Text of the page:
Climate Change and Dermatology
Mark Davis, MD, Chair, Department of Dermatology, Mayo Clinic in Minnesota
Dr. Davis presented on climate change and dermatology. He spoke about climate change definitions, consequences, effects on the skin, effects on dermatology, and what dermatologists can do individually and as a group to address climate change.
Weather comprises short-term atmospheric conditions that may change in hours, or days, including rain, snow, floods, and thunderstorms. Climate, by contrast, represents long-term regional or global averages of temperature, humidity, and rainfall patterns over seasons, years, or decades. The planet has been noted to be warming rapidly in recent decades, with catastrophic effects. This has been attributed to numerous factors, including consumption of fossil fuels. As a result, we are seeing drought, wildfires, rising sea levels, and extreme weather events. The epidemiology of infection is changing as a result, and human migration from areas of drought is accelerated.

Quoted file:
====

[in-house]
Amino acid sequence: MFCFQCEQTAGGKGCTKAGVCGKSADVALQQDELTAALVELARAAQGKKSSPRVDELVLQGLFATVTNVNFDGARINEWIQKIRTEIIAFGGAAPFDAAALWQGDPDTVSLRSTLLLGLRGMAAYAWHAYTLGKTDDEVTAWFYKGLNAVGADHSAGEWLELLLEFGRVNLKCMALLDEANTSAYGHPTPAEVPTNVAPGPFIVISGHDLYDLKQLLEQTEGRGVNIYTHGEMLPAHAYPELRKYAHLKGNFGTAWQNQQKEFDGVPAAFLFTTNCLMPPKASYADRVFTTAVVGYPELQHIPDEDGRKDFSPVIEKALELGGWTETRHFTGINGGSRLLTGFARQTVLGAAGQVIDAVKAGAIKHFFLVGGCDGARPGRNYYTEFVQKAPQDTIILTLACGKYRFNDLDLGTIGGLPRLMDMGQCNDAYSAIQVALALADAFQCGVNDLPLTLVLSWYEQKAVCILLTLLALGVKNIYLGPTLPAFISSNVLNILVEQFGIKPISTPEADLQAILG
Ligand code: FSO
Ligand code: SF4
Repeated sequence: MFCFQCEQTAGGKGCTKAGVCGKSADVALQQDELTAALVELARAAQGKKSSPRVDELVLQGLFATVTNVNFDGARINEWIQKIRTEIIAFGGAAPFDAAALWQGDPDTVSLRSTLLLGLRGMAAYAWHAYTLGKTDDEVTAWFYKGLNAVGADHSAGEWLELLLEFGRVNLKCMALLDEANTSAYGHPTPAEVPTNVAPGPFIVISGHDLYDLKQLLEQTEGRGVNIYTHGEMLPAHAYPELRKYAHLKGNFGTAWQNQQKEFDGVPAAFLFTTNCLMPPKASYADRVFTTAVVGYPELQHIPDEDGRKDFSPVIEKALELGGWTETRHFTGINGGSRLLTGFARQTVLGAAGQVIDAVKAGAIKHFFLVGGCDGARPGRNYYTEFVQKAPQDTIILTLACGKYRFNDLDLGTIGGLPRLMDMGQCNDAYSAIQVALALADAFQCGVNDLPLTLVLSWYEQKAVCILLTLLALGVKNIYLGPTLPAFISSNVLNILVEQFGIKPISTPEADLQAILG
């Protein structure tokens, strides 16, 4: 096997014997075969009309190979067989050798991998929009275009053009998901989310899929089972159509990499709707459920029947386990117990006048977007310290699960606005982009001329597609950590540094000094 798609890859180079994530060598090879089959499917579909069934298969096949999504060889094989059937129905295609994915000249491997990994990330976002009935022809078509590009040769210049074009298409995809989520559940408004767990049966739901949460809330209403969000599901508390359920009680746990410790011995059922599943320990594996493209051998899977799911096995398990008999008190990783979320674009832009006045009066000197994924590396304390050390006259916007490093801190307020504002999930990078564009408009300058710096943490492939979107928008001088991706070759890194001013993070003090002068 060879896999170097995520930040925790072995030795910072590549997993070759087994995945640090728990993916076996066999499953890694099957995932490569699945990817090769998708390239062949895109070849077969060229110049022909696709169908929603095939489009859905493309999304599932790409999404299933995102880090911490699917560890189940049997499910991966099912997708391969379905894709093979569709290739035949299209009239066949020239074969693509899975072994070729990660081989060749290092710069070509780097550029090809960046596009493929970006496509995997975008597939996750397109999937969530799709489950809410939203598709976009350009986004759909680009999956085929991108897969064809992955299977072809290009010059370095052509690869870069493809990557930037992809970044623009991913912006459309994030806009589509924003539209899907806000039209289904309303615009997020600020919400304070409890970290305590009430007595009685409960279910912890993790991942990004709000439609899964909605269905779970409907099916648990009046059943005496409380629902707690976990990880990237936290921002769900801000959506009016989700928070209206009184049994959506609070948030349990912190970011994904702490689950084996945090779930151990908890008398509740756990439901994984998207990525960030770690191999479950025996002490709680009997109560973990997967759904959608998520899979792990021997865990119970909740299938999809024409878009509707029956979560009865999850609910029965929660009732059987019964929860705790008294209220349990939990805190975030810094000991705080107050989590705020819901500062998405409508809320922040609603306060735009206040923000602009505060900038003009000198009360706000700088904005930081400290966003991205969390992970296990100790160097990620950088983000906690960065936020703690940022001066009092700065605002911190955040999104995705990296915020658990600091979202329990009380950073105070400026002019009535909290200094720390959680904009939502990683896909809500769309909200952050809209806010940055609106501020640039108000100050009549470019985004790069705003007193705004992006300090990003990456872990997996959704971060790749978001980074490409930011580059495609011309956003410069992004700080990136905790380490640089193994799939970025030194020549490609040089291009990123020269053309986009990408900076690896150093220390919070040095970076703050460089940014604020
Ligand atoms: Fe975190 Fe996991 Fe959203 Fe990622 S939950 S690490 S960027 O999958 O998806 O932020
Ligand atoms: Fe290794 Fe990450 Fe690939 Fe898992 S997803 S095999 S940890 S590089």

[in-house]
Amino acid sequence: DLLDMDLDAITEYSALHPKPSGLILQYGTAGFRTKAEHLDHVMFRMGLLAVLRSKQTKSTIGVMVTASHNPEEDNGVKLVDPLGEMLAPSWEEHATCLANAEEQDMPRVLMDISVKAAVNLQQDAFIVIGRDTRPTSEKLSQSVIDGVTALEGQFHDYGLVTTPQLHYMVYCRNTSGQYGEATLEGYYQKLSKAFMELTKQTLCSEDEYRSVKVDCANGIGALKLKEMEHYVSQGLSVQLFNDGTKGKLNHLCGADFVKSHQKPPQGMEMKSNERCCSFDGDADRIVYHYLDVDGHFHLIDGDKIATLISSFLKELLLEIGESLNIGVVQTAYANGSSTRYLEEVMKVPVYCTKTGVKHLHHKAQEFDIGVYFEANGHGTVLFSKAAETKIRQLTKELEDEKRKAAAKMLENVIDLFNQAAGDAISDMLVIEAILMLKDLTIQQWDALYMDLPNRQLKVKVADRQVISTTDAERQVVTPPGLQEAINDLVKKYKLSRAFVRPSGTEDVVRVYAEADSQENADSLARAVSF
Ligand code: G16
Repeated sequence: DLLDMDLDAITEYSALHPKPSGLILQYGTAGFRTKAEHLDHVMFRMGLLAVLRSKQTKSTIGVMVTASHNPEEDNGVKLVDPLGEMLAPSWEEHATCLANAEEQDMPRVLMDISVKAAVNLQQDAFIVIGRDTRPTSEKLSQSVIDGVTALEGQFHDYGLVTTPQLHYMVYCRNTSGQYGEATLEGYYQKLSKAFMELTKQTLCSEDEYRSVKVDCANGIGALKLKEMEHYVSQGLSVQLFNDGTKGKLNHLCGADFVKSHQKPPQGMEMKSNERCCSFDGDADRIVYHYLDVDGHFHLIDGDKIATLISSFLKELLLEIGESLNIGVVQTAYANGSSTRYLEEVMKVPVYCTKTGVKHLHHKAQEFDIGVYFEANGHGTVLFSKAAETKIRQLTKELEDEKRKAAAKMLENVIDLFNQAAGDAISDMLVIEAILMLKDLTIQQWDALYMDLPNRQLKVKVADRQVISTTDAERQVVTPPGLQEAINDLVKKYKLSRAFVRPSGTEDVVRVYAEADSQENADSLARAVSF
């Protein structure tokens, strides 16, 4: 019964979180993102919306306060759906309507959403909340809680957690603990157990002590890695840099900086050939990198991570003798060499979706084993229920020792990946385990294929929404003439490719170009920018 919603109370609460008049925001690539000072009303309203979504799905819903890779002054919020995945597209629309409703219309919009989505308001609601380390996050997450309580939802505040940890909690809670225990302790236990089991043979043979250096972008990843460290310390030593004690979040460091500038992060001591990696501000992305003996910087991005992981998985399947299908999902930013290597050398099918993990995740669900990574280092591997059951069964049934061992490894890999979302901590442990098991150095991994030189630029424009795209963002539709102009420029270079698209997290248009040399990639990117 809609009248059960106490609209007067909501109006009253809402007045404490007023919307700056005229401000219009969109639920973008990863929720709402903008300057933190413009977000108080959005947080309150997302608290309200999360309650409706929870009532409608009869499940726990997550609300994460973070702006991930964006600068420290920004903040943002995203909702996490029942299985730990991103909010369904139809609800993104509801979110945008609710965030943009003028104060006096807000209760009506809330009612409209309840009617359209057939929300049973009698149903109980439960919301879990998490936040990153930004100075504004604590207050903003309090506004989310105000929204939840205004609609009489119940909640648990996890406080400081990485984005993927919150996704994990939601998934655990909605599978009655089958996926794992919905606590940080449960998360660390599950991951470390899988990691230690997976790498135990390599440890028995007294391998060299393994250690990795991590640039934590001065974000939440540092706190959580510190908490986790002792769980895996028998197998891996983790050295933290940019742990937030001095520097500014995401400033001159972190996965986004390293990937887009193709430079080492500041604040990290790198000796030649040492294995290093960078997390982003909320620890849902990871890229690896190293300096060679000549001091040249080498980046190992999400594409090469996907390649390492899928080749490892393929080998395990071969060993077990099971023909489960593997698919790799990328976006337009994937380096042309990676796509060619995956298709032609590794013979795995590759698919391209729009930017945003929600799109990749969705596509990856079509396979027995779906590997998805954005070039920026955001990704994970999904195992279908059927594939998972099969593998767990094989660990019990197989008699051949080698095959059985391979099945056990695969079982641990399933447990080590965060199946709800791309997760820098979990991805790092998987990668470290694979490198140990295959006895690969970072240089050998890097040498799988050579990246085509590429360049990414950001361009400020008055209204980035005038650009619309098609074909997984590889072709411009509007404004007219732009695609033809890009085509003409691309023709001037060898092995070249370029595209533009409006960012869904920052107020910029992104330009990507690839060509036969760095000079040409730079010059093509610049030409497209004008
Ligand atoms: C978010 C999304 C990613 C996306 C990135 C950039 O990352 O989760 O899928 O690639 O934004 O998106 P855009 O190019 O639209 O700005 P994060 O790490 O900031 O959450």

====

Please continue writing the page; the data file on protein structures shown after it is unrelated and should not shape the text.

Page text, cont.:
There is a growing body of evidence for a changing distribution of skin diseases associated with climate change, including changes in the epidemiology of viral infections, including hand-foot-and-mouth disease and tick- and mosquito-borne diseases.
As a group, dermatologists are raising awareness of climate change. The American Academy of Dermatology created a consortium on climate and health to increase public awareness about the harmful effects of climate change on our health. The International Society of Dermatology has a climate change committee to educate physicians regarding the effects of climate change. “My Green Doctor” offers dermatologists a free program to adopt sustainable practices.
Dr. Davis emphasized that dermatologists have a responsibility to recognize the effects of climate change on our patients and to contribute to efforts to decrease our dependence on fossil fuels.